With Mango, posts and pages are stored in simple text files. For each of these
Document instance is created, with various useful attributes such as
html. Mango's syntax — a superset of Markdown's syntax — makes
it possible to include metadata in Markdown documents simply and elegantly.
When writing documents (posts and/or pages) one has access to the
complete Markdown syntax. Furthermore, Markdown extensions
can be activated via the
MARKDOWN_EXTENSIONS setting (by default,
the Definition Lists extension and Fenced Code Blocks extension
The extension that Mango can't live without is the Meta-Data extension. This allows post metadata to be stored at the top of the text file:
date: 19 June 2010 time: 12:25am tags: blogging, Mango, syntax Writing posts ============= With Mango, posts and pages are stored in simple text files...
Mango extracts a post's metadata and makes them accessible to the relevant templates. Not only does this approach obviate the need for a database, but it establishes a straightforward connection between the Markdown source and the rendered content which makes publishing content with Mango seem effortless.
Templates often require post excerpts. An index template, for example, may display excerpts for the three most recent posts. Mango provides an elegant way to specify excerpts:
author: William Shakespeare year: 1601 Here the anthem doth commence:— Love and constancy is dead; Phoenix and the turtle fled In a mutual flame from hence. The Phoenix and the Turtle ========================== The Phoenix and the Turtle Let the bird of loudest lay...
For meaty posts, a hand-crafted summary is sometimes required. The above format handles these situations nicely (make friends with your text editor's keyboard shortcut for block editing to quickly add those pipes).
In many cases, though, the first paragraph or two provide a good introduction. Copying and pasting an excerpt would violate the DRY principle! Correct, and that's bad!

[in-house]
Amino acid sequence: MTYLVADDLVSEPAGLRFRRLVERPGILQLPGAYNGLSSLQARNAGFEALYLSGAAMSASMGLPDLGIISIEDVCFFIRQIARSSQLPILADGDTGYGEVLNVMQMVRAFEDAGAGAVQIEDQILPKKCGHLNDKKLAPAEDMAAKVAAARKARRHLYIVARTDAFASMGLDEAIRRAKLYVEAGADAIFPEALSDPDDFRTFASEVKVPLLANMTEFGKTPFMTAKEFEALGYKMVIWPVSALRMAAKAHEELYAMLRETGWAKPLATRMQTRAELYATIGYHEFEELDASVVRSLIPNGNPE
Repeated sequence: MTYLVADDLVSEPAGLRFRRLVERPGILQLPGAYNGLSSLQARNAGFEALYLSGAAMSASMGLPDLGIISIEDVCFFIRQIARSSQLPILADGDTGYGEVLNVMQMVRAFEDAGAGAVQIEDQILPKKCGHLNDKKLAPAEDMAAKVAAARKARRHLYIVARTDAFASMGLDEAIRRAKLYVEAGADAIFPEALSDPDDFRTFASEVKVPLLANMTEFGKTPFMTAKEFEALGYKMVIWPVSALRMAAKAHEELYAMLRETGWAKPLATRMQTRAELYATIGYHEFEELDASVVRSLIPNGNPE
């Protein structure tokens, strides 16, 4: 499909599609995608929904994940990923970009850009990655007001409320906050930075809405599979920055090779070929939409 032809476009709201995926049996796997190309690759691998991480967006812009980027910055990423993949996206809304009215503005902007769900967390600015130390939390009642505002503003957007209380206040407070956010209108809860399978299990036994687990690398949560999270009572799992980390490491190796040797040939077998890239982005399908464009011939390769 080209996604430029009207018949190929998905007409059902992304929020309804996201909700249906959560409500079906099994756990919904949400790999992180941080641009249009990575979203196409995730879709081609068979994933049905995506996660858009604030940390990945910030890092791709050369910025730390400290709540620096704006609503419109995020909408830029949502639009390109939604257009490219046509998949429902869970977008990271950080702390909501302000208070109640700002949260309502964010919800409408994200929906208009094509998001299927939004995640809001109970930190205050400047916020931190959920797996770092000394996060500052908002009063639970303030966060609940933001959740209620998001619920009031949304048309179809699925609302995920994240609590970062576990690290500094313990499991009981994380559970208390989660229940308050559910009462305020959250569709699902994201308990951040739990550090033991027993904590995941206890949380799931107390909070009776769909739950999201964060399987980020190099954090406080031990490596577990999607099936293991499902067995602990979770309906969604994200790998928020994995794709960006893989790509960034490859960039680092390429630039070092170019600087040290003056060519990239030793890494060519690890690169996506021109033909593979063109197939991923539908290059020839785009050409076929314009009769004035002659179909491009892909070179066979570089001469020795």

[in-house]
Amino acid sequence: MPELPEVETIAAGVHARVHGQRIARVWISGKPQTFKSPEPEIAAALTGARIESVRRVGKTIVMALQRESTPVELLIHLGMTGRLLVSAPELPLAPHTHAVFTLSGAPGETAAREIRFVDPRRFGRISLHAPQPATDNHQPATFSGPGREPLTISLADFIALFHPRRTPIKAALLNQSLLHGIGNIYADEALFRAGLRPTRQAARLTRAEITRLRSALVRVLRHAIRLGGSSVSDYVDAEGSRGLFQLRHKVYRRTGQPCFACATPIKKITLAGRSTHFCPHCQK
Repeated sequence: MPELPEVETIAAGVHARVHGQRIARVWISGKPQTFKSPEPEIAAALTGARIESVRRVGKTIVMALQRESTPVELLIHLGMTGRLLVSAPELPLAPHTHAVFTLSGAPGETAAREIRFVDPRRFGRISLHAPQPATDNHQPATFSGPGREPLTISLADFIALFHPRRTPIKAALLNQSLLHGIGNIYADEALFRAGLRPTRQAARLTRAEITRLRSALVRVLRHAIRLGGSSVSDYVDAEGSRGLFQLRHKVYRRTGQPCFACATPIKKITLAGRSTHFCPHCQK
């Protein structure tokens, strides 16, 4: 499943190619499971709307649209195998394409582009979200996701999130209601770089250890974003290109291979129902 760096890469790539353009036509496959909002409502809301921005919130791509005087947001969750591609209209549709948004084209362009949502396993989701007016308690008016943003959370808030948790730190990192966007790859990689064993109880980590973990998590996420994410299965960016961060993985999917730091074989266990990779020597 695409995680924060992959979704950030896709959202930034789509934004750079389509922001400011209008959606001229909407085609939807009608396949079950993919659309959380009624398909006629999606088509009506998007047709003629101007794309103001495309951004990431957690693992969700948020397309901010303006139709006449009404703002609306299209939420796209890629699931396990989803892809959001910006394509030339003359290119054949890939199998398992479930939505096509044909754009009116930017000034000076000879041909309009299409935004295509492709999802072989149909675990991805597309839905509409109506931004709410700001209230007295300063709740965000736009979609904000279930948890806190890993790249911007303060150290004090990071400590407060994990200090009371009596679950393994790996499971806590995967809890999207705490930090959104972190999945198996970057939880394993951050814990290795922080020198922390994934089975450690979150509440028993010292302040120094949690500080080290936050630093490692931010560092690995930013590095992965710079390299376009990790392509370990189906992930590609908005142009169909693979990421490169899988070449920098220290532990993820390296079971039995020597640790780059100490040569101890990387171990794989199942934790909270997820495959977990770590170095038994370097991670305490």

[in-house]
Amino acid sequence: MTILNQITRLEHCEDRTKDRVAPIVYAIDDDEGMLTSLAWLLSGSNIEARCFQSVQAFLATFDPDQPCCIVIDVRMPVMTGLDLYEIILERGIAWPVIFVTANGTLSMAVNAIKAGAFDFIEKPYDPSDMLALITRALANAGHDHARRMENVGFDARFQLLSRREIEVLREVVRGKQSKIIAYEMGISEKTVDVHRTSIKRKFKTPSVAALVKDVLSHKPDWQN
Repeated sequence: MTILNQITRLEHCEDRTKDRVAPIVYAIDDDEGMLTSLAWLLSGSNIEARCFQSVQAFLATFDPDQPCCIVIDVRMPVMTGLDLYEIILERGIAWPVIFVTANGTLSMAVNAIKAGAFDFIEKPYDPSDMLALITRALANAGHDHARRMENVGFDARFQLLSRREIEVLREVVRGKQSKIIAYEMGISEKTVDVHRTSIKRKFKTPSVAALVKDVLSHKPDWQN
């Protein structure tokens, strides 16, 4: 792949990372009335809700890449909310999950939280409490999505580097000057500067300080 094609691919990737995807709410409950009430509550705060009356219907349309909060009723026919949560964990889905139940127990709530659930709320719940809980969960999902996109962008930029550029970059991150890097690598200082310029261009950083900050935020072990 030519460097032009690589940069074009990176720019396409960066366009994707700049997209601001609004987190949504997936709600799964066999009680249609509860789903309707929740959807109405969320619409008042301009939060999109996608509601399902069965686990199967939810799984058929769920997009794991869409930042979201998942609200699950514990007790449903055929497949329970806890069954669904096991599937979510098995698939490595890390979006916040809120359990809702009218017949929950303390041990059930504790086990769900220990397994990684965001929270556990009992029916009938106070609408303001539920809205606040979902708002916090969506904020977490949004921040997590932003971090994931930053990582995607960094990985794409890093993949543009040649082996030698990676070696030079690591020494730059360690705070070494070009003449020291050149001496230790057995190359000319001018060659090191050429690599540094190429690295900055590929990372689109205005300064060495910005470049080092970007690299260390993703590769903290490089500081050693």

An excerpt can also be specified within the post's body:
author: William Shakespeare year: 1601 The Phoenix and the Turtle ========================== The Phoenix and the Turtle Let the bird of loudest lay... And thou, treble-dated crow, That thy sable gender mak'st With the breath thou giv'st and tak'st, 'Mongst our mourners shalt thou go. * * * * * * * * * * * * * * * * * * * * Here the anthem doth commence:— Love and constancy is dead; Phoenix and the turtle fled In a mutual flame from hence. * * * * * * * * * * * * * * * * * * * * So they loved, as love in twain Had the essence but in one; Two distincts, division none; Number there in love was slain. Hearts remote, yet not asunder; Distance, and no space was seen...
The pipes are stripped before the post's body is converted from Markdown to HTML. Note that it's possible to demarcate more than one portion of a post's body in this way; the demarcated portions are concatenated to form the excerpt.
Posts dealing with changeable subjects sometimes need to be updated to stay relevant. Even a post that primarily conveys its author's opinions may require amending. One of the wonderful things about creating content for the Web is that oversights can easily be corrected.
Unfortunately, not all blogging software acknowledges the fact that publishing a post is not like publishing a book. Mango does.
Adding an update to a post is easy:
* * * * * * * * * * * * * * * * * * * * * * * * * * * Update: 21 September 2009, 11:53am (Pacific/Auckland) I neglected to mention that this code also requires [script.aculo.us]. : http://script.aculo.us/ * * * * * * * * * * * * * * * * * * * * * * * * * * *
By default, this will generate the following HTML:
<div class="update"> <h4>Update — <time datetime="2009-09-20T23:53+00:00">20 September 2009</time></h4> <p>I neglected to mention that this code also requires <a href="http://script.aculo.us/">script.aculo.us</a>.</p> </div>
Think of an update as a post within a post – it can have its own metadata (date and time are useful here!) and can contain its own links, code blocks, etc.
True, Mango performs a couple of replacements
which allow Markdown files to be kept free of characters that look ridiculous
in monospaced fonts. It also means that you can use ellipses and em dashes
without opening your character palette or memorizing arcane keyboard
...is replaced by … (an ellipsis)
foo -- baris rendered as foo — bar
Replacements are not made within code snippets. There is no way to escape
these replacements – set
False if you find them